My theory of literature and art is that the best transaction that can take place is when the reader or viewer      is told something he doesn't know he knows. The good thing that happens is that the reader has the shock      of recognition. He says, "oh yeah, that's the way it is." It's a curious combination. My medical career has        something to do with it. [...] It was a diagnostic search I made, to find out what had gone wrong, and I          found unconsciously I transferred that mind-set to writing novels and other kinds of writing where there is
     something wrong in the world, something wrong with society, something wrong with the times. [...] What
     makes [writing] really exciting is that I'm exploring the novel for myself as well as the reader. [155]

Nisly thinks Percy's writing became more explicit over time. Nisly notes, "His earlier novels are more intent on connecting with his wayfaring reader and hinting at the way to avoid despair; his later novels more clearly point toward Percy's belief that Christian conversion is the antidote to our culture's rootlessness" (155). This is true to a point. Percy, throughout his writings are pointing to the good news of salvation. On the other hand, his writing is exploratory, exploring different ideas in his writing. It is hard to know if Percy is shooting straight. He probably learned this from Kierkegaard.

The last part of this chapter Nisly describes Percy as "The Writer as Canary." Percy mentions this role in different parts of his writing. The idea is that the mine workers took a canary with them down in the mines. The canary would issue a warning if anything goes wrong and they need to get out of the mine quick. Nisly notes, "Percy describes his role as writer to serve as a canary in a mineshaft, to sound a warning when problems arise" (156). In a letter to Caroline Gordon Percy writes, "Actually I do not consider myself a novelist but a moralist and a propagandist" (156). One must balance this statement with other statements made by Percy. He did see himself as a novelist and what he was doing was art. Percy continues: "What I really want to do is to tell people what they must do and what they must believe if they want to live" (156). Like the other, this statement must be taken in context with other Percy writing. In other places, he writes that he doesn't want to edify, alluding to Kierkegaard. Nisly notes, "he [Percy] says numerous times that as a novelist, his role is not to 'edify the reader' but rather to participate with the reader in his or her journey" (156).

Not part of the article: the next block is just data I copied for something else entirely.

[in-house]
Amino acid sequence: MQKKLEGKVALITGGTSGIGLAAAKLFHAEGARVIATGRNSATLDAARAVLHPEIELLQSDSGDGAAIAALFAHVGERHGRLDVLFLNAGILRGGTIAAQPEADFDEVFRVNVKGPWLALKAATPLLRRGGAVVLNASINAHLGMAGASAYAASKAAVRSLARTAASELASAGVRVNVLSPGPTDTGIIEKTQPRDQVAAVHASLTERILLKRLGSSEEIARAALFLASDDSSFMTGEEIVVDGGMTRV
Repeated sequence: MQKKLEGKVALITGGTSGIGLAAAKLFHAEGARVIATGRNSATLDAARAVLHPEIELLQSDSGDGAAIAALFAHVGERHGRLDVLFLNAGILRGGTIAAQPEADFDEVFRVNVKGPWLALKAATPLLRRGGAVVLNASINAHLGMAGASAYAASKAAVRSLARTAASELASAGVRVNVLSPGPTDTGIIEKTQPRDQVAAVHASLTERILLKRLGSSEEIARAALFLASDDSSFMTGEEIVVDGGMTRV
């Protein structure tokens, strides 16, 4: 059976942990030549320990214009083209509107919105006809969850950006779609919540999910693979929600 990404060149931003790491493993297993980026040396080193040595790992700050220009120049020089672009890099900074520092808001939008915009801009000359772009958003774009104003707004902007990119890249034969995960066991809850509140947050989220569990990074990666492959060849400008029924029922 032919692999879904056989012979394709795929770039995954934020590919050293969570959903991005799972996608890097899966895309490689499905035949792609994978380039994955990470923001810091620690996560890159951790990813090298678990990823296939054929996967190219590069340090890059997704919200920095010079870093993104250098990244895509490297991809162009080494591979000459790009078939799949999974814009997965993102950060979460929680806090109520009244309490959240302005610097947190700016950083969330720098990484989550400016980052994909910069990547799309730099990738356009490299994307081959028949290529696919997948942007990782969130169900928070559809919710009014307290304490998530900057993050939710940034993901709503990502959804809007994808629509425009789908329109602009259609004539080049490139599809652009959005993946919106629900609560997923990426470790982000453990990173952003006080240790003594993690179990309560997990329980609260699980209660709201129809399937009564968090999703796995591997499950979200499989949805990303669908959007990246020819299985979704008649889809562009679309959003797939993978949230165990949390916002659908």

Percy often noted that his work as a novelist was "informed by his Catholic faith" (156). Nisly states that throughout his career Percy gave different viewpoints on what he was doing in his writing. Percy writes, the "novelist writes about the coming end in order to warn about present ills and so avert the end" (156-157). This seems to be the role of the prophet. Percy thinks the novelist should "explore the darker recesses of the human heart, there to name and affirm the strange admixture of good and evil, the action of the demoniac, the action of grace" (157). Percy also sees himself as a "diagnostician, a person who stands toward another person in the relation of one who knows that something as gone wrong with the other. He, the physician-novelist, has a nose for pathology" (157). It seems that Percy saw himself serving different roles throughout his writing life. Percy thought that "the role of a serious fiction writer in our time is" 'nothing less than an exploration of the options of [...] a man who not only is in Crusoe's predicament, a castaway of sorts, but who is also acutely aware of his predicament" (157). Percy saw his role as pointing out that something has gone wrong and point the way out of this fix.